I wonder how many Amazon gift cards it’ll take for Automattic to realize this.

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WordPress Features vs. User Experience 🔗

Matt Medeiros:

I’m just an average user trying to do average user things in Gutenberg.

Check out this video from Matt Medeiros depicting the Gutenberg editing experience in 2021. I use Gutenberg at work pretty often, and I’ve always found it exhausting to use. Not only does the user experience leave a lot (more than acceptable at this stage) to be desired, the editor is laggy as well.

I’ve used Gutenberg in Chrome, Brave, and Safari on a $5,000 16" MacBook Pro. Whether I’m scrolling, writing, or interacting with the UI, there’s always a noticeable degree of lag. If Gutenberg were to solve its responsiveness issue, the mental exhaustion associated with using it would disappear.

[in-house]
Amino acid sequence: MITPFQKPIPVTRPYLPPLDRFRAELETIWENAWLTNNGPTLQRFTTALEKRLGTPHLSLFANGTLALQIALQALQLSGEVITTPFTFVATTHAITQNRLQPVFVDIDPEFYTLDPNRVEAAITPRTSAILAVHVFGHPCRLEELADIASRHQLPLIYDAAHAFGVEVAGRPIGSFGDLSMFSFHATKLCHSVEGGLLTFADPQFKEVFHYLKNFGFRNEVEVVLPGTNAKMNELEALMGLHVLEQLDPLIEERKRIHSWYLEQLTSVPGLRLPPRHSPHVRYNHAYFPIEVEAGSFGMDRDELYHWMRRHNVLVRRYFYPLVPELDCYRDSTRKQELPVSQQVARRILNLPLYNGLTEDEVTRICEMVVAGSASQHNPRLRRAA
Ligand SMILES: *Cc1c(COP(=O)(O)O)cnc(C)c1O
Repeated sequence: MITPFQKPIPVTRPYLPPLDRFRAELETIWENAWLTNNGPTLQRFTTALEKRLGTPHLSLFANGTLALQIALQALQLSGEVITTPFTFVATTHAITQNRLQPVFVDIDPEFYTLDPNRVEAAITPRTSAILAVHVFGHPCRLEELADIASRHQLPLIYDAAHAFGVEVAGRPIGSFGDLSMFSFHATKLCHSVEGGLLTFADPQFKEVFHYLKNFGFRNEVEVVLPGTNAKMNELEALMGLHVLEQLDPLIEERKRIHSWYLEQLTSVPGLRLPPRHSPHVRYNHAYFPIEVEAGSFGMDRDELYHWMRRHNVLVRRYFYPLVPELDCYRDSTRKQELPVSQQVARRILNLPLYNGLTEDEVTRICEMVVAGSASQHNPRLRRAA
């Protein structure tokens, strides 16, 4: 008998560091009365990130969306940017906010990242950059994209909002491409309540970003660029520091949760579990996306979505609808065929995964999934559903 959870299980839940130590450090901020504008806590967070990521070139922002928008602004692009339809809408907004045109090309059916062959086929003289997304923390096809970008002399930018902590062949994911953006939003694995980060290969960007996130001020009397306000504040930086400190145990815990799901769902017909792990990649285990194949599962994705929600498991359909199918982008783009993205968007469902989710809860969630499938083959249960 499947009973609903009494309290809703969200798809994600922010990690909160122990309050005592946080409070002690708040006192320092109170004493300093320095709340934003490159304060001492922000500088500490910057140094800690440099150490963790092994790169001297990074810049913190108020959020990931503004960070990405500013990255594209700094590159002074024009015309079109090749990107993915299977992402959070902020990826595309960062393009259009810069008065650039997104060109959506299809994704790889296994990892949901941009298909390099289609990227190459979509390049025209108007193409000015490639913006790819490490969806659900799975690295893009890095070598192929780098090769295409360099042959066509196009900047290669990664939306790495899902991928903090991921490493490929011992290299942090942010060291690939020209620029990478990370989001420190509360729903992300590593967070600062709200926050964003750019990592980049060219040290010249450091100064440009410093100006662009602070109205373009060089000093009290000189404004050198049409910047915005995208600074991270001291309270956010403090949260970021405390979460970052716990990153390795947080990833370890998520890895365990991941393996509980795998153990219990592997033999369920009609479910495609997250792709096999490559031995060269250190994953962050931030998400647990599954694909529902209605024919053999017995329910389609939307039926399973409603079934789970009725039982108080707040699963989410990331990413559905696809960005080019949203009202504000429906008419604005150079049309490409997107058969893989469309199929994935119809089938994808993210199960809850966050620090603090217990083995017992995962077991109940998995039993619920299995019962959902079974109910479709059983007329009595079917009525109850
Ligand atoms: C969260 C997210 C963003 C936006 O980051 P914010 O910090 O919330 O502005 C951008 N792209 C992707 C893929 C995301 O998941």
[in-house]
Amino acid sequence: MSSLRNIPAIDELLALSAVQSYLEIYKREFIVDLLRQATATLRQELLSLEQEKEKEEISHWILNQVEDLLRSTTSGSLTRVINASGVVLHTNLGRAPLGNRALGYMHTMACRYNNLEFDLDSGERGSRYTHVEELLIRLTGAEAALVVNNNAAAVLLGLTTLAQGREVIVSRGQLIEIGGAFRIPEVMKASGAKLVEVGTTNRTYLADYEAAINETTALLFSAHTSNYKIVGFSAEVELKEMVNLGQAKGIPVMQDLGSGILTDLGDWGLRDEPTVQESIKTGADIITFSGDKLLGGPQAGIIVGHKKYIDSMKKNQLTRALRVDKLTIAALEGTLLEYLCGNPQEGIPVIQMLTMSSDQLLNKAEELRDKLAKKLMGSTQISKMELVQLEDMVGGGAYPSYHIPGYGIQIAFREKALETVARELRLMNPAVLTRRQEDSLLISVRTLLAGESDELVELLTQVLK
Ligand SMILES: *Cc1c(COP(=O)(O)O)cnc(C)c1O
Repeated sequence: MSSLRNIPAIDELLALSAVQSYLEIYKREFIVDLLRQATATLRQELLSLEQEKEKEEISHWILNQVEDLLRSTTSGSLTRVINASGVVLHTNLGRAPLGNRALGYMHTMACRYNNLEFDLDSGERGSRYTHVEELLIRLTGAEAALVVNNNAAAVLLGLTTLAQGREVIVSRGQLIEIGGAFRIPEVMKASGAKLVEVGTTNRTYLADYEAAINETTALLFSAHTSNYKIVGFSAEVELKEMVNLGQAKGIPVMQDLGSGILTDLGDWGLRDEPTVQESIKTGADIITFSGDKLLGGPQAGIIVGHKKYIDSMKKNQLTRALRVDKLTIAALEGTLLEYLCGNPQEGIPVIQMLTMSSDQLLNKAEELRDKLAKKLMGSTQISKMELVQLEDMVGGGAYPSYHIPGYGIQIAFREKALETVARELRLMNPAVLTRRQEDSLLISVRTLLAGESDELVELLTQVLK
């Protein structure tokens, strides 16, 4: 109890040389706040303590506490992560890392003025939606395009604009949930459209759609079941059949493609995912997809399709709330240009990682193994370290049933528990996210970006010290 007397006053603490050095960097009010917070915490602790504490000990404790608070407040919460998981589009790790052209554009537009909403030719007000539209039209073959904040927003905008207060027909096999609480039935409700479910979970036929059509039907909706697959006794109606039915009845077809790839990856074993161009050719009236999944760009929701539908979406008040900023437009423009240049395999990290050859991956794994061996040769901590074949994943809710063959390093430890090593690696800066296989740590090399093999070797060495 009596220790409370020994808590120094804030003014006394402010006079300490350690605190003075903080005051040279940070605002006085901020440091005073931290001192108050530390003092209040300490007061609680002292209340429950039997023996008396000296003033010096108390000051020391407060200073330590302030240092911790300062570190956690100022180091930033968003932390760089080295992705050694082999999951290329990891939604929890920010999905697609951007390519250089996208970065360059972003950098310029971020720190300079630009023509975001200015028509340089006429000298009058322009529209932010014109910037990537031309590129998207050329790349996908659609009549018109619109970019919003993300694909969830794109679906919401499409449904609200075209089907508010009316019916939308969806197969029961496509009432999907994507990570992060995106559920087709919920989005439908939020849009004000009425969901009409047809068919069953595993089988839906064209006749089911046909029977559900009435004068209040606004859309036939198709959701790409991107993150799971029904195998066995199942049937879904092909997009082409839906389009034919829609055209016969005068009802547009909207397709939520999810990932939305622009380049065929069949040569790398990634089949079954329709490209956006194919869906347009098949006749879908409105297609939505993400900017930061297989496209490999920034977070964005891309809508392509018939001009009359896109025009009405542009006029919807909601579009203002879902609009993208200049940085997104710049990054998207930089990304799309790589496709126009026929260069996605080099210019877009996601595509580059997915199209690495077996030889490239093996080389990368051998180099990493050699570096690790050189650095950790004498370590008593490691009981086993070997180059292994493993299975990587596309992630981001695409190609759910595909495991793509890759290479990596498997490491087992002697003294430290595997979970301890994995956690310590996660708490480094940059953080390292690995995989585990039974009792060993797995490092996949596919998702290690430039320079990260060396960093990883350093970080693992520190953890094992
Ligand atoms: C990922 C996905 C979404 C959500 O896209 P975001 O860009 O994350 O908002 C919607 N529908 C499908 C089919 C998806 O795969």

Anyway, back to this video. I think one of Gutenberg’s biggest problems is the trajectory of its features versus its user experience. The feature trajectory is progressing at a much faster rate, while the user experience trajectory is lagging behind. As a result, what we have now is a WordPress editor that is dysfunctional – and I mean that sincerely.

The goal of WordPress is to “democratize publishing” – that can’t happen until Gutenberg grows up into a fast, intuitive, and accessible editing experience.

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A Quick Update 📝

I haven’t written anything for a few weeks, so I wanted to post a quick update.

  • I’ve been super busy with life and work since the beginning of the year. We’re moving to a new apartment in the coming weeks, so preparing for that has consumed a lot of my time. I’m happy to report that I’ll finally have a dedicated home office at our new place, so I’m excited to be able to work anytime without worrying about being too loud.